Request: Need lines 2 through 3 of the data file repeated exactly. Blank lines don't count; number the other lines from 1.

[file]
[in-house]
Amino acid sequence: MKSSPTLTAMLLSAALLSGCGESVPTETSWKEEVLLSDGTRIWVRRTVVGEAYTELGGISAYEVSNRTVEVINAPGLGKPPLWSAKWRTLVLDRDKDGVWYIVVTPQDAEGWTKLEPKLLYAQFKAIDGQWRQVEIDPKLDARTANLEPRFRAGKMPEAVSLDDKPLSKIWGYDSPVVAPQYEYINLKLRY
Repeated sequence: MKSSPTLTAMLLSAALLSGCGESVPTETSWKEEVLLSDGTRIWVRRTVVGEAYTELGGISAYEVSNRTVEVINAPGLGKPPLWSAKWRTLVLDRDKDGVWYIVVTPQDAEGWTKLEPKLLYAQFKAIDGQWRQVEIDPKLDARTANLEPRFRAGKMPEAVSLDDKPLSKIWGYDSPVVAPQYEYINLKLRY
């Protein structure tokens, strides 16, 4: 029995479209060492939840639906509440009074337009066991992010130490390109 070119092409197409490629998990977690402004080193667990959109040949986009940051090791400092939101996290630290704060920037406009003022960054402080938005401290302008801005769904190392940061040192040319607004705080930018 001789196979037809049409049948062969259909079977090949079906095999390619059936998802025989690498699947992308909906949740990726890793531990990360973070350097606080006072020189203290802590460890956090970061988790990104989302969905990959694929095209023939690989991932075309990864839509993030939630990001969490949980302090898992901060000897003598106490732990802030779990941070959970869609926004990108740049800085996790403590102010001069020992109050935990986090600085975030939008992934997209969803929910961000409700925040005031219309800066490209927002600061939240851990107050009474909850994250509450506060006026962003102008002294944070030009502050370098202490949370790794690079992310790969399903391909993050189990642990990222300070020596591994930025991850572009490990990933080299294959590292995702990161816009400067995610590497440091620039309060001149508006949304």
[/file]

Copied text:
Amino acid sequence: MKSSPTLTAMLLSAALLSGCGESVPTETSWKEEVLLSDGTRIWVRRTVVGEAYTELGGISAYEVSNRTVEVINAPGLGKPPLWSAKWRTLVLDRDKDGVWYIVVTPQDAEGWTKLEPKLLYAQFKAIDGQWRQVEIDPKLDARTANLEPRFRAGKMPEAVSLDDKPLSKIWGYDSPVVAPQYEYINLKLRY
Repeated sequence: MKSSPTLTAMLLSAALLSGCGESVPTETSWKEEVLLSDGTRIWVRRTVVGEAYTELGGISAYEVSNRTVEVINAPGLGKPPLWSAKWRTLVLDRDKDGVWYIVVTPQDAEGWTKLEPKLLYAQFKAIDGQWRQVEIDPKLDARTANLEPRFRAGKMPEAVSLDDKPLSKIWGYDSPVVAPQYEYINLKLRY